Mario had been casually mentioned earlier in the novel but is characterized by Thomas Mann and his narrator extensively only in the moment when Cipolla calls him to the stage. By then the magician’s power has seemingly reached its climax letting a group of somnambulants dance wildly without pause. The description of Mario starts with the aversion of the young man against the demand of the magician to join him, followed by reluctant giving in; an obedience that the narrator interprets as a deformation professionelle of the waiter following the calls of his clientele. Thus, the contamination with the civilizing guests of Torre di Venere make Mario susceptible to Cipolla’s seduction. This psychologically subtle comment stays in sharp contrast to the subsequent drastic description of Mario’s features with the low front, thick lips, heavy eye lids but surprisingly fine hands. It creates at first a physical repulsion and then a tactile closeness to the figure when the narrator ends his characterization of Mario by remembering that he had liked being served by his hands.

When Mario enters Cipolla’s stage, the magician approaches him in the same manner as the narrator. He is telling him that he had observed him from a distance since a long time and acknowledged his admirable features and excellent qualities. This gaze from a distance is accompanied by addressing Mario as “Ragazzo mio,” a notion that expresses familiarity if not intimacy and possessiveness. The gesture of his forefinger with which Cipolla allures Mario to come physically closer and closer until he is in the reach of his touch is emblematic for the evil sorceress in German fairytales trapping her victims. It turns the gesture of pointing out a faraway desired object into snagging a subject that finally submits to the willful wish of the one that calls him.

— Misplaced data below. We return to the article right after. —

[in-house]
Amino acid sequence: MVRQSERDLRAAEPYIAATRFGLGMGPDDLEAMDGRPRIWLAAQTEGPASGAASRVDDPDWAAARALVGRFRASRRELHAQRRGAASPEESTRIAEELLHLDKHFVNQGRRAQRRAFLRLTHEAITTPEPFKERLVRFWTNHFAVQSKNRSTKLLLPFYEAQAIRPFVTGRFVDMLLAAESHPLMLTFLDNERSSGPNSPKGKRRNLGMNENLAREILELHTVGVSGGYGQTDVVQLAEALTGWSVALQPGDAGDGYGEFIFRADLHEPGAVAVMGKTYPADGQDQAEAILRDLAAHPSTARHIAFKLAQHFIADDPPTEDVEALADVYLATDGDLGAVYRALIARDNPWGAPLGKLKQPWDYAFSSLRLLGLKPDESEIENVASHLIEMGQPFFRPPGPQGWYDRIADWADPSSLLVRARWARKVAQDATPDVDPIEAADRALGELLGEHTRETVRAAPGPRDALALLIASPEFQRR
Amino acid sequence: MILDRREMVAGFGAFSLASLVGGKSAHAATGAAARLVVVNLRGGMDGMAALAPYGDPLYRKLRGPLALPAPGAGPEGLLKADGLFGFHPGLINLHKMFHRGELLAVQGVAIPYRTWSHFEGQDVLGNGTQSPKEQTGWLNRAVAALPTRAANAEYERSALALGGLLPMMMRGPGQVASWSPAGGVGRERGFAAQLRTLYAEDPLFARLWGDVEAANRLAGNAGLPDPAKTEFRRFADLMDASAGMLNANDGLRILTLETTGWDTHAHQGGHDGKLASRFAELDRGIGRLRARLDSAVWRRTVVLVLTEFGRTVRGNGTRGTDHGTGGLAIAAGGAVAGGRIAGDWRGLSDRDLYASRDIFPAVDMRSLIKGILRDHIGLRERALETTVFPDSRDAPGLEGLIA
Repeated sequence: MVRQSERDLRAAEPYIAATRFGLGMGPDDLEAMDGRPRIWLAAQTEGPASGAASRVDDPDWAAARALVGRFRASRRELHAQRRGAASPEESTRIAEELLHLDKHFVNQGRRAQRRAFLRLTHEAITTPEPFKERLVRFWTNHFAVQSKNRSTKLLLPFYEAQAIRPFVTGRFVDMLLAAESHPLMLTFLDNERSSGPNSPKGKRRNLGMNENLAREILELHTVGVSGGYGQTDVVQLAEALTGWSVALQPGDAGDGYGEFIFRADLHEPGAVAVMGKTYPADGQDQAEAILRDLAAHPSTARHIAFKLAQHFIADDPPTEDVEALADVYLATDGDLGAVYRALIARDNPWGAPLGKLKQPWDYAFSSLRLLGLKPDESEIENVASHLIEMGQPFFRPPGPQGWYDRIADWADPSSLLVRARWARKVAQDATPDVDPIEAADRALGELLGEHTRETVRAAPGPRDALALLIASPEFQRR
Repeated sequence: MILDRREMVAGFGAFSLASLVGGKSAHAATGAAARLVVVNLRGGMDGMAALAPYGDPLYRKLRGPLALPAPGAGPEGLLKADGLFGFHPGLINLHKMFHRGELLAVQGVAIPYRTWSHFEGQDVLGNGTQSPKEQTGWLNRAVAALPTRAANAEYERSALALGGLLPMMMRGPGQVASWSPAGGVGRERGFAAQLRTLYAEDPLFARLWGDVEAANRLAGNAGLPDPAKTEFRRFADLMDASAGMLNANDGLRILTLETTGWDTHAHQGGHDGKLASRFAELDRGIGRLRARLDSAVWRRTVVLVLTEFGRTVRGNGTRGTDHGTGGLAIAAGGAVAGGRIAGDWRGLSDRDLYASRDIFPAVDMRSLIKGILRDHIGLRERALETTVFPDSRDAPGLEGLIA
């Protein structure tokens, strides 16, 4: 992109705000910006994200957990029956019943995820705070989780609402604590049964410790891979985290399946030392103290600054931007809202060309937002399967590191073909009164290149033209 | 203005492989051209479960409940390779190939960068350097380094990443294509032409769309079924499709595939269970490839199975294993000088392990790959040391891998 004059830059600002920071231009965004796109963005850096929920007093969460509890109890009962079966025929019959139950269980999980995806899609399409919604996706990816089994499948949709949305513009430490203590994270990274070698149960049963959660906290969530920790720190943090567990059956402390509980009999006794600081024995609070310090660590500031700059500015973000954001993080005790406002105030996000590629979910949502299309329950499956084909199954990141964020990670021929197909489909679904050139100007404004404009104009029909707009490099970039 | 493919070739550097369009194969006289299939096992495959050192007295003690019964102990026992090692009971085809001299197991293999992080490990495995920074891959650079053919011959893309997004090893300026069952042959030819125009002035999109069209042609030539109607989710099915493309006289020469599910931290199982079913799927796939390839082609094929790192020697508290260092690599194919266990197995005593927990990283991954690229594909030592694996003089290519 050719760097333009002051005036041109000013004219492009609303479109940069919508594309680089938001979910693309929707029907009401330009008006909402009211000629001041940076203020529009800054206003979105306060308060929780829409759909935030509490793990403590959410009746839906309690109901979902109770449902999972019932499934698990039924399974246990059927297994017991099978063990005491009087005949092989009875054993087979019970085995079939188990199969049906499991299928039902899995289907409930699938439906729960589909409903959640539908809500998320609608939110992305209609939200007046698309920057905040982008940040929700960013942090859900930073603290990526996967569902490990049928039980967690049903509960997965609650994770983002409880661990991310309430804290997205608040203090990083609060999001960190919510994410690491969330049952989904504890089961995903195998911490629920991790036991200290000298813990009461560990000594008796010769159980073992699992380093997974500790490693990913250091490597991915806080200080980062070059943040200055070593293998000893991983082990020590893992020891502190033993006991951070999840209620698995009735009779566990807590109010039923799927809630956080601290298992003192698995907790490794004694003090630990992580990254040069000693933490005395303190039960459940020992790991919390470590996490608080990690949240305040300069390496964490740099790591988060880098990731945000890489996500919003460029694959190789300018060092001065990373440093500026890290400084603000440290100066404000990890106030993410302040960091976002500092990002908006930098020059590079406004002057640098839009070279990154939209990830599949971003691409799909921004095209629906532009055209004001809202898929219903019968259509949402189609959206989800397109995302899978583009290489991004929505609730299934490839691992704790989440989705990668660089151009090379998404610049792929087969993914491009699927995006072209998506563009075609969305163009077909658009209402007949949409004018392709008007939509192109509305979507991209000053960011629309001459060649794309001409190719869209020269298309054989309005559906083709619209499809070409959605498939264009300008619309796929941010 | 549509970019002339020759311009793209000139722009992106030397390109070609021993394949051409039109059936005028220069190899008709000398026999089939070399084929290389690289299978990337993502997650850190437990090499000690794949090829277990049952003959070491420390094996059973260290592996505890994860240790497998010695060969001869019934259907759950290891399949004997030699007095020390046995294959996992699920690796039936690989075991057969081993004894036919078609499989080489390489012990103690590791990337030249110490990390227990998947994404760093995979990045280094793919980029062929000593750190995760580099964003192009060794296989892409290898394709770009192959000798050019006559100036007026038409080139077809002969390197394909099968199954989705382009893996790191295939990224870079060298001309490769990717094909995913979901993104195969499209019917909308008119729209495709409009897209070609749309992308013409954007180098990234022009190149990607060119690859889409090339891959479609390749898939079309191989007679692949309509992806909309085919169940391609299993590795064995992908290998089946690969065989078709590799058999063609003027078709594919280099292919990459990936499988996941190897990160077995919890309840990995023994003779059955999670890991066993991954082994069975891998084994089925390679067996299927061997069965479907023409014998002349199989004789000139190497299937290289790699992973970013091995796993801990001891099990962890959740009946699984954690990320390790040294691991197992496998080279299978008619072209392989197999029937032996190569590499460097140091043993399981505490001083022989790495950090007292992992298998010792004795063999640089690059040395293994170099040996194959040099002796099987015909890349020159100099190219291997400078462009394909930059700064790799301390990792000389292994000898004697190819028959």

This is not only a submission that can be interpreted politically (Cipolla shows the Fascist salute each time Mario loses a part of his sovereignty) but also an erotic submission: At the culmination of his seduction we become witnesses of a blatant gender inversion that Cipolla performs when he detects that Mario is caught in an unfortunate love to a young woman named Silvestra. First, he announces being her accomplice reassuring him that she truly loves him back (“Wir wissen es besser, der Cipolla und sie”), then he uses the notion of ‘putting himself into her shoes,’ enabling him to speak in the third person ‘in her place.’ The last and crucial change, however, occurs when he turns to speaking in the first person as if he would be Silvestra herself, now addressing Mario directly. This role change from advocate and representative of Mario’s adored one to a surrogate of her shows the victory of his hypnotic and erotic power over Mario. This finds its proof when the young man becomes ‘his boy’ (“ragazzo mio”) by giving him a kiss that was meant for Silvestra.